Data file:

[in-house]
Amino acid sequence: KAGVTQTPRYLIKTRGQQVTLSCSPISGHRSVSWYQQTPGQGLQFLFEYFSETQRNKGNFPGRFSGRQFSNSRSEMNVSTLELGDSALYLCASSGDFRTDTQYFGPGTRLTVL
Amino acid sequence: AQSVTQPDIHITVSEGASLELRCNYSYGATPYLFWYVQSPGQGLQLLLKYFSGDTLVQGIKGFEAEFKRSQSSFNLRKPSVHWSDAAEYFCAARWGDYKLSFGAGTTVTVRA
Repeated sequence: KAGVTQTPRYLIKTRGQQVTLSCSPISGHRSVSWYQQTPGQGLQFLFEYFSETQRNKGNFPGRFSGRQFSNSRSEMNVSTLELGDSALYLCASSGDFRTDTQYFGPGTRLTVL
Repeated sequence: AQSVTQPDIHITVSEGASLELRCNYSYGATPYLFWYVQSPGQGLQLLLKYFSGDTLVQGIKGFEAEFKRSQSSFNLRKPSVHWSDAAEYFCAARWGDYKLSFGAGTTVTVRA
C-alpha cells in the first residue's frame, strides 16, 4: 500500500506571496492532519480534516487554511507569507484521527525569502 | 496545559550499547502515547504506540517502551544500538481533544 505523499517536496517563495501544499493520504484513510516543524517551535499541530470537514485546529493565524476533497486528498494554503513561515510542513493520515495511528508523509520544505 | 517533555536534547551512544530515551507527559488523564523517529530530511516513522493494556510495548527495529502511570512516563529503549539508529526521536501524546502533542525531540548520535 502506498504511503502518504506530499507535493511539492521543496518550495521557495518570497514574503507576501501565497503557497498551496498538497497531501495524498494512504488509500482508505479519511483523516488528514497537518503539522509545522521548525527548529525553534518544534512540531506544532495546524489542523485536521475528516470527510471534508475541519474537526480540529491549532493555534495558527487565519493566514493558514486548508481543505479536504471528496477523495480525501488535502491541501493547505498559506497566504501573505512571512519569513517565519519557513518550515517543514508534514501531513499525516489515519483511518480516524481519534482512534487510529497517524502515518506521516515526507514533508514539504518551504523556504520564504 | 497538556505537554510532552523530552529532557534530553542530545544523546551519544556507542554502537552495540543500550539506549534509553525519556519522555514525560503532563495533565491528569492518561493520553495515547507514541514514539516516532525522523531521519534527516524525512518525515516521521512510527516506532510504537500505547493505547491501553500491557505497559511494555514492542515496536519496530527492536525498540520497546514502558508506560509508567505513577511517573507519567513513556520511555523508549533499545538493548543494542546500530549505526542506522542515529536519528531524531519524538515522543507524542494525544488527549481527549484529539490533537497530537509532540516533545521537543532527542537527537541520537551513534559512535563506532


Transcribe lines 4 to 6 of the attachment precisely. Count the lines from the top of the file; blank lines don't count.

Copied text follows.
Repeated sequence: KAGVTQTPRYLIKTRGQQVTLSCSPISGHRSVSWYQQTPGQGLQFLFEYFSETQRNKGNFPGRFSGRQFSNSRSEMNVSTLELGDSALYLCASSGDFRTDTQYFGPGTRLTVL
Repeated sequence: AQSVTQPDIHITVSEGASLELRCNYSYGATPYLFWYVQSPGQGLQLLLKYFSGDTLVQGIKGFEAEFKRSQSSFNLRKPSVHWSDAAEYFCAARWGDYKLSFGAGTTVTVRA
C-alpha cells in the first residue's frame, strides 16, 4: 500500500506571496492532519480534516487554511507569507484521527525569502 | 496545559550499547502515547504506540517502551544500538481533544 505523499517536496517563495501544499493520504484513510516543524517551535499541530470537514485546529493565524476533497486528498494554503513561515510542513493520515495511528508523509520544505 | 517533555536534547551512544530515551507527559488523564523517529530530511516513522493494556510495548527495529502511570512516563529503549539508529526521536501524546502533542525531540548520535 502506498504511503502518504506530499507535493511539492521543496518550495521557495518570497514574503507576501501565497503557497498551496498538497497531501495524498494512504488509500482508505479519511483523516488528514497537518503539522509545522521548525527548529525553534518544534512540531506544532495546524489542523485536521475528516470527510471534508475541519474537526480540529491549532493555534495558527487565519493566514493558514486548508481543505479536504471528496477523495480525501488535502491541501493547505498559506497566504501573505512571512519569513517565519519557513518550515517543514508534514501531513499525516489515519483511518480516524481519534482512534487510529497517524502515518506521516515526507514533508514539504518551504523556504520564504 | 497538556505537554510532552523530552529532557534530553542530545544523546551519544556507542554502537552495540543500550539506549534509553525519556519522555514525560503532563495533565491528569492518561493520553495515547507514541514514539516516532525522523531521519534527516524525512518525515516521521512510527516506532510504537500505547493505547491501553500491557505497559511494555514492542515496536519496530527492536525498540520497546514502558508506560509508567505513577511517573507519567513513556520511555523508549533499545538493548543494542546500530549505526542506522542515529536519528531524531519524538515522543507524542494525544488527549481527549484529539490533537497530537509532540516533545521537543532527542537527537541520537551513534559512535563506532